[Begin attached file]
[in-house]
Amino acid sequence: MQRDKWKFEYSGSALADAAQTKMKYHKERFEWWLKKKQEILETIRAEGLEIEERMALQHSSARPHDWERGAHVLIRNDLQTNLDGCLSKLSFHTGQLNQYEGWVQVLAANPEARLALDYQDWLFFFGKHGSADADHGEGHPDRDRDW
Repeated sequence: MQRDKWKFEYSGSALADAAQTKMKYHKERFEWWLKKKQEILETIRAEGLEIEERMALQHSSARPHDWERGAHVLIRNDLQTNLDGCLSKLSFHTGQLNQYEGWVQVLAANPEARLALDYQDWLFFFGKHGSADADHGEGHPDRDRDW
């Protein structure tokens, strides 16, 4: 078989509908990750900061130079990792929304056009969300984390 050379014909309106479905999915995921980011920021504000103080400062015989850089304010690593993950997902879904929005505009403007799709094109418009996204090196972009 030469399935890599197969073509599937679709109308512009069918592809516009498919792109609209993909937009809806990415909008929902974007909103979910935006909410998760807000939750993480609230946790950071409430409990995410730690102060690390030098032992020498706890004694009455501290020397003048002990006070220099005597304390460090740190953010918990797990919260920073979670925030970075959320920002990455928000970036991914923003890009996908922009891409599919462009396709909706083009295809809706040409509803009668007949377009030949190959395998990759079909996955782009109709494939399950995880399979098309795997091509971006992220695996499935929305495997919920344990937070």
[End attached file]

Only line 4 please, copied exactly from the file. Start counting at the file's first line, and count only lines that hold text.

């Protein structure tokens, strides 16, 4: 078989509908990750900061130079990792929304056009969300984390 050379014909309106479905999915995921980011920021504000103080400062015989850089304010690593993950997902879904929005505009403007799709094109418009996204090196972009 030469399935890599197969073509599937679709109308512009069918592809516009498919792109609209993909937009809806990415909008929902974007909103979910935006909410998760807000939750993480609230946790950071409430409990995410730690102060690390030098032992020498706890004694009455501290020397003048002990006070220099005597304390460090740190953010918990797990919260920073979670925030970075959320920002990455928000970036991914923003890009996908922009891409599919462009396709909706083009295809809706040409509803009668007949377009030949190959395998990759079909996955782009109709494939399950995880399979098309795997091509971006992220695996499935929305495997919920344990937070």